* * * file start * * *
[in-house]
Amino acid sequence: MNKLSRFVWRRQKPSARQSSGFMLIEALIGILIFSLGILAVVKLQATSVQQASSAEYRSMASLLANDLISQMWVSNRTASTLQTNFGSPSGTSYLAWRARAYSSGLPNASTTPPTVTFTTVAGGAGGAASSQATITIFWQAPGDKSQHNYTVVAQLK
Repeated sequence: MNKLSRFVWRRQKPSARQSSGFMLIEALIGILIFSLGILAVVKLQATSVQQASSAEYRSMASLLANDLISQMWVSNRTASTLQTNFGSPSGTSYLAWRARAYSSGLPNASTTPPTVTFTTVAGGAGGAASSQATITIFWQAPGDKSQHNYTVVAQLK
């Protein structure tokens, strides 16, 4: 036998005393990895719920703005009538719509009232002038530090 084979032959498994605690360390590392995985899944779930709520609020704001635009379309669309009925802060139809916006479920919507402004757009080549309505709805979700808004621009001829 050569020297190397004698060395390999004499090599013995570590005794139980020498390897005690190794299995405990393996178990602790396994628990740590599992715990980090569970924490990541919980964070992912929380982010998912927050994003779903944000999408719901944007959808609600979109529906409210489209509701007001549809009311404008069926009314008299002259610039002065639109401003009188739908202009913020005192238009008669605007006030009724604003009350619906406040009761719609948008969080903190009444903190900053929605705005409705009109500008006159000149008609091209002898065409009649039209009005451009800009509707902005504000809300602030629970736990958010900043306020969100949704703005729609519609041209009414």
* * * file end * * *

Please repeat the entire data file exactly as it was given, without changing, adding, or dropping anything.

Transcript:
[in-house]
Amino acid sequence: MNKLSRFVWRRQKPSARQSSGFMLIEALIGILIFSLGILAVVKLQATSVQQASSAEYRSMASLLANDLISQMWVSNRTASTLQTNFGSPSGTSYLAWRARAYSSGLPNASTTPPTVTFTTVAGGAGGAASSQATITIFWQAPGDKSQHNYTVVAQLK
Repeated sequence: MNKLSRFVWRRQKPSARQSSGFMLIEALIGILIFSLGILAVVKLQATSVQQASSAEYRSMASLLANDLISQMWVSNRTASTLQTNFGSPSGTSYLAWRARAYSSGLPNASTTPPTVTFTTVAGGAGGAASSQATITIFWQAPGDKSQHNYTVVAQLK
């Protein structure tokens, strides 16, 4: 036998005393990895719920703005009538719509009232002038530090 084979032959498994605690360390590392995985899944779930709520609020704001635009379309669309009925802060139809916006479920919507402004757009080549309505709805979700808004621009001829 050569020297190397004698060395390999004499090599013995570590005794139980020498390897005690190794299995405990393996178990602790396994628990740590599992715990980090569970924490990541919980964070992912929380982010998912927050994003779903944000999408719901944007959808609600979109529906409210489209509701007001549809009311404008069926009314008299002259610039002065639109401003009188739908202009913020005192238009008669605007006030009724604003009350619906406040009761719609948008969080903190009444903190900053929605705005409705009109500008006159000149008609091209002898065409009649039209009005451009800009509707902005504000809300602030629970736990958010900043306020969100949704703005729609519609041209009414």